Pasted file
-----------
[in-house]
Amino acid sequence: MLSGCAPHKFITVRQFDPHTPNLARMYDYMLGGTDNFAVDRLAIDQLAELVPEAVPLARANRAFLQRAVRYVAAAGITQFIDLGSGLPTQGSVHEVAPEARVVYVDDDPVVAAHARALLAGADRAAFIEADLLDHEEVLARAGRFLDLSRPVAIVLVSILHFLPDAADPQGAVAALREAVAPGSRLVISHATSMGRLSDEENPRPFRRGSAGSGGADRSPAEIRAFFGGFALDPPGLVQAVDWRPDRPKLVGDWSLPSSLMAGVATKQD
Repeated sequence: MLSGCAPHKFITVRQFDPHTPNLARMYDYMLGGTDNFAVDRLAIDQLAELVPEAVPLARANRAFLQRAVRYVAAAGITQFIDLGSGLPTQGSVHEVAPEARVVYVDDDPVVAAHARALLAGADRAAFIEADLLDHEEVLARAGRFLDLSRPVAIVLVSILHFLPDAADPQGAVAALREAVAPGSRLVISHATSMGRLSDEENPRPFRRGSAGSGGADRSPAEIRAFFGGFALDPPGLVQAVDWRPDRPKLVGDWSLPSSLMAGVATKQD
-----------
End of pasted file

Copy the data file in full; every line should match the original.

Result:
[in-house]
Amino acid sequence: MLSGCAPHKFITVRQFDPHTPNLARMYDYMLGGTDNFAVDRLAIDQLAELVPEAVPLARANRAFLQRAVRYVAAAGITQFIDLGSGLPTQGSVHEVAPEARVVYVDDDPVVAAHARALLAGADRAAFIEADLLDHEEVLARAGRFLDLSRPVAIVLVSILHFLPDAADPQGAVAALREAVAPGSRLVISHATSMGRLSDEENPRPFRRGSAGSGGADRSPAEIRAFFGGFALDPPGLVQAVDWRPDRPKLVGDWSLPSSLMAGVATKQD
Repeated sequence: MLSGCAPHKFITVRQFDPHTPNLARMYDYMLGGTDNFAVDRLAIDQLAELVPEAVPLARANRAFLQRAVRYVAAAGITQFIDLGSGLPTQGSVHEVAPEARVVYVDDDPVVAAHARALLAGADRAAFIEADLLDHEEVLARAGRFLDLSRPVAIVLVSILHFLPDAADPQGAVAALREAVAPGSRLVISHATSMGRLSDEENPRPFRRGSAGSGGADRSPAEIRAFFGGFALDPPGLVQAVDWRPDRPKLVGDWSLPSSLMAGVATKQD